Jeremy said...

Hi Chase,

So I'm just posting from the point of view of a religious naturalist within the liberal Christian tradition. My own faith, informed by science, finds its feet less in descriptions of a personal deity and more in its senses of reverence, wonder, and awe at our natural world.

A couple of my Evolution Sunday sermons are posted online at the Clergy Letter Project website. Google that if you'd like to read them.

I have found, over and over again, that the natural sciences contribute to my religious understanding rather than undermine it in some way. I know that this is something you can relate to, but I wonder what we can do to help bridge the divide that others feel when we live in a world that is physically under threat.

Is there common ground between people of liberal (or no) religion and people of conservative faith? I think so, but, if there is, I suspect we'll have to figure out how to move beyond the culture wars to find it. (Okay, I have another sermon about that, too. Goodness. Me and sermons.)

Since this is a ramble, I'll end by mentioning that I have found poets like Mary Oliver, Pattiann Rogers, William Stafford, Philip Appleman, and Robinson Jeffers to be very helpful. They can sing of science and the spirit. I guess I'm trying to figure out how I can, too.

lneely said...

@Chase: If you haven't already, you should read the story of Kurt Wise (please note that I'm linking to Answers in Genesis with an audible groan). N.B. Kurt Wise is a paleontologist with a legitimate Ph.D. from Harvard. Also read this PBS interview with Francis Collins, the geneticist who headed the Human Genome Project if you aren't familiar with him. Like you (from what I'm reading but correct me if I'm wrong), he subscribes to a theistic evolution -- "God's way of giving upgrades."

For a strongly critical view -- you're probably not surprised in the least to see this one -- but the interview over at Beliefnet with Richard Dawkins gives some real insight to why he thinks the theistic explanation is unsatisfying. In an oversimplified way, I think his objections can be summed up in the words, "Don't name our present ignorance God."

On a scientific topic like evolution, I think that's an important question that needs an answer. Why should we give a name other than "ignorance" to that which we don't know?

lneely said...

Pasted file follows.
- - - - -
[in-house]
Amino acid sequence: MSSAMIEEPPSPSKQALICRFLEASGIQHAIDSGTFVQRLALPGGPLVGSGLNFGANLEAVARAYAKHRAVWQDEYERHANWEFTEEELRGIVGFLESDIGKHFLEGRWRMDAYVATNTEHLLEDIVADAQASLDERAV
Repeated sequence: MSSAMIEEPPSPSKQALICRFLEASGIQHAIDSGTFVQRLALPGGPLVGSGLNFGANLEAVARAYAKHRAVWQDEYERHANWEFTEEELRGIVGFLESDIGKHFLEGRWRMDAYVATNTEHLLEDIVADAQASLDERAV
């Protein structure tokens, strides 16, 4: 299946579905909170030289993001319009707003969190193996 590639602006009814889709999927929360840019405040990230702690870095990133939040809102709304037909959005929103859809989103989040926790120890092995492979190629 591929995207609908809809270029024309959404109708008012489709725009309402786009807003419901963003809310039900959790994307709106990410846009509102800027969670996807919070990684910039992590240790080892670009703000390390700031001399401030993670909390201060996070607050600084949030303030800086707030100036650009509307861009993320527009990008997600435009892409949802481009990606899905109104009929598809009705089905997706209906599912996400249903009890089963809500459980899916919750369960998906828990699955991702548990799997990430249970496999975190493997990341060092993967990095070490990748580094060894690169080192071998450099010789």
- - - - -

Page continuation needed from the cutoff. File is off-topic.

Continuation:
Just to make it clear, I applaud and support progressive and liberal religion. This sparks my curiosity, though, so let me play Satan's little helper again; then I'll be good again (for now).

So I'm just posting from the point of view of a religious naturalist within the liberal Christian tradition. My own faith, informed by science, finds its feet less in descriptions of a personal deity and more in its senses of reverence, wonder, and awe at our natural world.

@Jeremy: That is very similar to the way some of the most brilliant scientific minds we've ever known -- Einstein, Hawking, etc. -- viewed the world, and I think that summarizes my own so-called "religious views." I'm reluctant however to use theistic language given that I don't believe in a personal god. In fact, I don't at all fear using the word "atheist" to describe myself, but am often forced to recite at length -- sometimes repetitively -- a version of Bertrand Russell's brilliant explanation.

Interestingly, the common thread is that we're both brights.

What I've found is that the naturalistic world view begs a lot of fundamental questions about Christianity. Without a personal, supernatural deity, how is Christ divine? If Christ isn't divine, then what is Christianity other than traditions and rituals we observe because we enjoy and appreciate traditions and rituals? Even if Christianity is only cultural tradition, is there anything wrong with that at all?

...Or am I just just being deceived by Satan and I need to go pray long and hard for Jesus to save me from the hot, fiery pokers of hell?

This is fascinating. I'm hard pressed to encounter many Christians who are also brights.